The m-CBDC bridge project fosters a conducive environment for more central banks in Asia and other regions to jointly study the potential for DLT. They are also eager to enhance the financial infrastructure for cross-border payments. Multi-CBDC Bridge project focuses on the multi-currency system, which was used recently by the central and commercial banks to streamline key financial-economic and regulatory activities.

Central and commercial banks have triggered liquidity saving mechanisms to relieve gridlock between networks & stakeholders within a single local jurisdiction. Multi-CBDC Bridge and central banks automate critical regulatory operations such as monitoring bank wallets and transactions in real-time and setting threshold limits for their currency. These actions help reduce the balance of commercial banks withholding the limits.

Here is how it can be done:

Commercial banks from different countries set up inter-bank current accounts with each other. However, with more and more commercial banks on-boarded, the implementation cost will increase significantly.

* Distributed ledger technology (DLT) is a digital system for recording the transaction of assets in which the transactions and their details are recorded in multiple places simultaneously.

It refers to the technological infrastructure and protocols that allow simultaneous access, validation, and record updating in an immutable manner across a network spread across multiple entities or locations.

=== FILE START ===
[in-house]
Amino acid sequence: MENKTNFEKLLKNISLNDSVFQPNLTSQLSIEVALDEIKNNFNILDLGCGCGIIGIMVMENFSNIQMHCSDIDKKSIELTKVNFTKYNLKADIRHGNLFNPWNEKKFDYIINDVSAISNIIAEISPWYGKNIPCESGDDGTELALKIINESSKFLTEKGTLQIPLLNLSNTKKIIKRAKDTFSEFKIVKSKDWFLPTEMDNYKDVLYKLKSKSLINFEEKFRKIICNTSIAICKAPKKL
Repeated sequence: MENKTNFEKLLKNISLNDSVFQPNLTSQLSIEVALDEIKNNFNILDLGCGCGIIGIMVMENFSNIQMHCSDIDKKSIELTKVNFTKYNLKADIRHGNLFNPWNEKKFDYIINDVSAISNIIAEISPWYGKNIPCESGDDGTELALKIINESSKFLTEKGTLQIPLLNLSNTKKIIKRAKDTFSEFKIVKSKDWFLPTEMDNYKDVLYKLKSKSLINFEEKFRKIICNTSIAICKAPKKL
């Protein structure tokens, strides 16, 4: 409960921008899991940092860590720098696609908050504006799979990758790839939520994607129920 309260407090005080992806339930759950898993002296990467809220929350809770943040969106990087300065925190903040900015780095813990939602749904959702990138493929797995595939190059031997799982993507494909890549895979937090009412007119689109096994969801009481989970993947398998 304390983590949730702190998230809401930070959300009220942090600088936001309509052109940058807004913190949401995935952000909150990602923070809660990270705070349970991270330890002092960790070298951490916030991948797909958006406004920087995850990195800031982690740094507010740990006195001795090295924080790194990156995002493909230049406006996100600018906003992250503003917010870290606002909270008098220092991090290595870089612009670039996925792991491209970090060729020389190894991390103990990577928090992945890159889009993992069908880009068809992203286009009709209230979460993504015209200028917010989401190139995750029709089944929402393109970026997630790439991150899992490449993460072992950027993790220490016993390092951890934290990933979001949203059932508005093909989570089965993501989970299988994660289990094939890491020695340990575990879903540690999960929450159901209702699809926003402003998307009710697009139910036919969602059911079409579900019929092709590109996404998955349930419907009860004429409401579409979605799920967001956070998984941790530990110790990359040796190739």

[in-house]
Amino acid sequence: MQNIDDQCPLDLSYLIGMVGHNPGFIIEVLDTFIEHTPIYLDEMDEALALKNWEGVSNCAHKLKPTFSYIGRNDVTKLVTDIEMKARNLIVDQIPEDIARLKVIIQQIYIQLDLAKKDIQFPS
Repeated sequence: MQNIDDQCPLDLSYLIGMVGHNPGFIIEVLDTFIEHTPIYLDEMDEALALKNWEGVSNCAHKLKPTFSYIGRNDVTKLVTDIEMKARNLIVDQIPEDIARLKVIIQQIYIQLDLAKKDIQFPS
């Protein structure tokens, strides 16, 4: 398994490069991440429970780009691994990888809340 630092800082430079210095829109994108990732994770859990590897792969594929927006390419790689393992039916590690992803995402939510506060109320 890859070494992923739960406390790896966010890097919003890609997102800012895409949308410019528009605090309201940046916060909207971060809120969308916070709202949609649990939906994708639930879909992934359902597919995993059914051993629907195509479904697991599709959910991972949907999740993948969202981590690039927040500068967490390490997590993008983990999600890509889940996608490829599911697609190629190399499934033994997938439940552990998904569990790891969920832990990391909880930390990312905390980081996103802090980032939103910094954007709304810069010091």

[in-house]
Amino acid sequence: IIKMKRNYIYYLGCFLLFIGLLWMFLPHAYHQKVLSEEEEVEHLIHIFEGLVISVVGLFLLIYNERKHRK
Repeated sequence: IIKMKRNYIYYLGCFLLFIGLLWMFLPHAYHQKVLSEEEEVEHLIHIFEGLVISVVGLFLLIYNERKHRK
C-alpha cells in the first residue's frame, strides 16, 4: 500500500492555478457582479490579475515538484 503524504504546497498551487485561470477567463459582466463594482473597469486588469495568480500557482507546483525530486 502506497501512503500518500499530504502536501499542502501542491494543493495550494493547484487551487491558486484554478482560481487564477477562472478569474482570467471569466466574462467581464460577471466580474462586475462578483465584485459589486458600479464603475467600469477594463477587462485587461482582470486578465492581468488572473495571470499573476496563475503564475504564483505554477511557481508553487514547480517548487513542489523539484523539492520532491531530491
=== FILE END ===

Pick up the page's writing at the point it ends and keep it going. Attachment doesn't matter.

By implementing an m-CBDC Bridge, two commercial banks from different countries can perform real-time peer-to-peer trading. This capability enhancement fundamental goal of deploying digital currency in cross-border payments. Achievement of this goal will allow the optimisation of the existing corresponding banking model.

The Ethereum blockchain technology and M-CBDC Bridge explored the future capabilities with the help of Distributed ledger technology. It allowed the development of a POC (proof of concept) prototype to support real-time, cross-border, foreign exchange payment and transactions with the help of multiple jurisdictions. Furthermore, it helped in analysing business use cases and cross-border contexts with domestic and foreign currencies.

Representative proposed solutions include:

● Commercial banks from different countries adopt the same super-sovereign digital currency for cross-border payments, such as the multi-currency stable coin Libra/Diem. However, this depends on the market acceptance of the super-sovereign digital currency and its ability to perform the essential functions of currency. Although, this procedure may create monetary sovereignty issues between countries.

● Commercial banks from different countries adopt some major CBDC or stable coin for cross-border payments such as digital USD or USD stable coin. However, this will result in stronger currencies substituting weaker ones.

● Different countries issue CBDC on their own DLT and achieve cross-chain interoperability via smart contracts to achieve PvP. However, the low maturity level of existing cross-chain technologies limits the application of this model.